July has been a testimony to the fact that the world needs dramatic and immediate action in the face of worsening climate change. Wildfires raging across Itlay, Greece, Tunisia, and Algeria, disastrous flash floods in the Hudson Valley, and heavy rain across central and southwestern China. These are only some of the examples of extreme climate disasters taking place around the world in July alone. The climate emergency is no longer imminent, it is already here.
“All this is entirely consistent with predictions and repeated warnings. The only surprise is the speed of the change. Climate change is here, it is terrifying, and it is just the beginning. The era of global warming has ended; the era of global boiling has arrived,” stated António Guterres, UN Secretary-General, in a recent press conference. His warning about global warming is supported by the fact that July has been the hottest month on record with scientists claiming that it is most likely the warmest period in around 120,000 years.
According to data from Copernicus, the EU’s Climate Change Service, 21 out of the 30 warmest days on record globally are now from July 2023. Copernicus director Carlo Buontempo admitted that “In all likelihood, we have never experienced a world so hot in modern history.” His claims were supported by a statement in Politico from Karsten Haustein, a climate scientist from Leipzig University. “We have paleoclimatic data, and they go back millions of years,” he said. “And it’s likely that the Eemian … was the last time it was this warm. So, there’s a decent chance that this month is essentially the warmest since.”
This alarming rise in temperature and the resultant calamities can be directly linked to human activity. Guterres stated, “For vast parts of North America, Asia, Africa, and Europe, it is a cruel summer. For the entire planet, it is a disaster. And for scientists, it is unequivocal – humans are to blame.” The burning of fossil fuels emerges as a leading contributor as emissions trap excess heat from the sun and cause a warming of the climate. According to the UN, the fashion industry is responsible for 8-10% of global emissions, more than aviation and shipping combined.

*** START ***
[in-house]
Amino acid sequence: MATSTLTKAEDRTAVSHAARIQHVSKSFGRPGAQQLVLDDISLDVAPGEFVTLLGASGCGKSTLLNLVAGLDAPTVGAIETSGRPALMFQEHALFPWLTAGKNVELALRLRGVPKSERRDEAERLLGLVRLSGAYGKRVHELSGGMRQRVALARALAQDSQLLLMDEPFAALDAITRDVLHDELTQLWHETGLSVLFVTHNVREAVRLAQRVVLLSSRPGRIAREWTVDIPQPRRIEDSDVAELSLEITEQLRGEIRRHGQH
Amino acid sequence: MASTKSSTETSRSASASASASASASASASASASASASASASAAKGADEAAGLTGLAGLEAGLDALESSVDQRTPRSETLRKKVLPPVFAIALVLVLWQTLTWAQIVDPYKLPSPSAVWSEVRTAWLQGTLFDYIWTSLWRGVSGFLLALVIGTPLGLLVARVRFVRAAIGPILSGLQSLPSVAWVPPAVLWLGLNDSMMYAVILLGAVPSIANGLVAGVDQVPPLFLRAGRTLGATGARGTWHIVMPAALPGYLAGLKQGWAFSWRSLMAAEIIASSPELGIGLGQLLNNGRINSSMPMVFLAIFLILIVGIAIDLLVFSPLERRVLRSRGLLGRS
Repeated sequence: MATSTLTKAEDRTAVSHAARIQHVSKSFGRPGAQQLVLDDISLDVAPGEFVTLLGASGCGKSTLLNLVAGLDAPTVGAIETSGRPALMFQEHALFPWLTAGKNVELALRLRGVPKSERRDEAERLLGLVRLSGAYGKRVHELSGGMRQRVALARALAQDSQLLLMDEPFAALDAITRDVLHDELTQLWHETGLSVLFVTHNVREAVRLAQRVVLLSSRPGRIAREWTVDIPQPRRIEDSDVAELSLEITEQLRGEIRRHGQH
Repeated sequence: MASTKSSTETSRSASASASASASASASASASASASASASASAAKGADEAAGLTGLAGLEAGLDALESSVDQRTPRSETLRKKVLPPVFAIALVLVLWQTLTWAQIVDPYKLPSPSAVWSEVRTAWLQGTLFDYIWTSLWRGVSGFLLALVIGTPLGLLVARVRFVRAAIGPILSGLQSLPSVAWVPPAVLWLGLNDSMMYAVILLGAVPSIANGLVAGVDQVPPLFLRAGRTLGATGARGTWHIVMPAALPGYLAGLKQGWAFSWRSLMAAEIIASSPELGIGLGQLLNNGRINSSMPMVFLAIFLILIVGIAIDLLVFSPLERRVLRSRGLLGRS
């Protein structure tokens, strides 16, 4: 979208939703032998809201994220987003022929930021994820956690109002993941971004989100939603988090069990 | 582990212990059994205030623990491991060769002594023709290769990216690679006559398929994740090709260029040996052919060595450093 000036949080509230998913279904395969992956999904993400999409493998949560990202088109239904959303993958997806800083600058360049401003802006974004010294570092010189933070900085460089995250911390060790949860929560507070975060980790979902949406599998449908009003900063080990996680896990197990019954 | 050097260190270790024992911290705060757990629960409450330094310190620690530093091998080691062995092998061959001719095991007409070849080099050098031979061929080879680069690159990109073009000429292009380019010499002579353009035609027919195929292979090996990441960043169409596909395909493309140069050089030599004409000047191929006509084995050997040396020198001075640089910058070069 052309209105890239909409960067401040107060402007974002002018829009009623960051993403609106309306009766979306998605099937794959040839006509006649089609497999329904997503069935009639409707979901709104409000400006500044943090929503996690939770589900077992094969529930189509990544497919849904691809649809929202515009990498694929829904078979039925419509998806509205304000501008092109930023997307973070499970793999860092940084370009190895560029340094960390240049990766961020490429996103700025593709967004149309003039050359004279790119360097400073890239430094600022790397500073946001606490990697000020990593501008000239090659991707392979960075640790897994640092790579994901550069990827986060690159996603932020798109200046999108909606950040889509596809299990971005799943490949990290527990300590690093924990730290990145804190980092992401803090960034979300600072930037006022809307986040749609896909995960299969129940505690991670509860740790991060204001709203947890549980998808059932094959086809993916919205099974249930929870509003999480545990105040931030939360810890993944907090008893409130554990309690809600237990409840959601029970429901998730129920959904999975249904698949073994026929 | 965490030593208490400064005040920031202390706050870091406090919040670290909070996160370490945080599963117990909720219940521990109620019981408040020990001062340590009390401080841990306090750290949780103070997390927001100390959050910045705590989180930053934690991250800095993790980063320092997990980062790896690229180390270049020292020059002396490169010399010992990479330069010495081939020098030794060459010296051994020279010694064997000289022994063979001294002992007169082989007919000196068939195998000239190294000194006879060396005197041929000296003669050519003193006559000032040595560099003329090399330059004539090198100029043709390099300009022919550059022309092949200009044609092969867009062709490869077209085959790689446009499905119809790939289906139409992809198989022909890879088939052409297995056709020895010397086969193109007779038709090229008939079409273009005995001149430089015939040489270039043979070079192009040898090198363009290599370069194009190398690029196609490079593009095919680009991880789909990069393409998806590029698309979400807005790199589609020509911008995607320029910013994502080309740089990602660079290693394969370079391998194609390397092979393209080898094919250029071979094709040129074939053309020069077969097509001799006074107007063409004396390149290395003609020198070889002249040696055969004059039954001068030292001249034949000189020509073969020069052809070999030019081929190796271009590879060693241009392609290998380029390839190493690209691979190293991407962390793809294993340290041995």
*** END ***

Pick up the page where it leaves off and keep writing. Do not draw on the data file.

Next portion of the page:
“Time is running out and yet the majority of the fashion industry continues to dig their heels in and refuse to change. We cannot shop our way out of the climate crisis, we cannot recycle our way out of overproduction and frankly, there is no fashion on a dead planet,” stated Liv Simpliciano, Policy and Research Manager at Fashion Revolution, in the Fashion Transparency Index 2023 report. The index analyses and ranks 250 of the world’s biggest fashion brands and retailers based on their public disclosure of human rights and environmental policies and impacts.
The 2023 index determined that while some progress has been made, the industry is still not doing enough. An overwhelming 94% of major brands do not reveal what fuel is being used in their manufacturing process, while 18 major brands including Max Mara, Tom Ford, and Savage x Fenty scored 0%. On the upside, for the first time since the index started publishing two brands scored 80% or higher – Italian brand OVS and Gucci. Additionally, “the five biggest movers this year are all luxury brands (Gucci, Armani, Jil Sander, Miu Miu, and Prada), with the biggest increase being Gucci by 21 percentage points. This demonstrates that big strides in transparency are achievable if there is the will.”
Such transparency is imperative to ensuring that the industry no longer causes disasters such as microplastics from synthetic clothing being found in the Marianas Trench or the massive mounds of clothes visible from space in the Atacama desert dumpsite in Chile. Reducing fossil fuel consumption must remain at the core of environmental efforts. In a recent joint statement Cop28 president Sultan Al Jaber and UN climate chief Simon Stiell stated, “Together, we must take necessary steps to accelerate the inevitable phase-down of all fossil fuels in a responsible manner, in order to have an energy system free of unabated fossil fuels by the middle of this century while enabling access for all and promoting sustainable development.”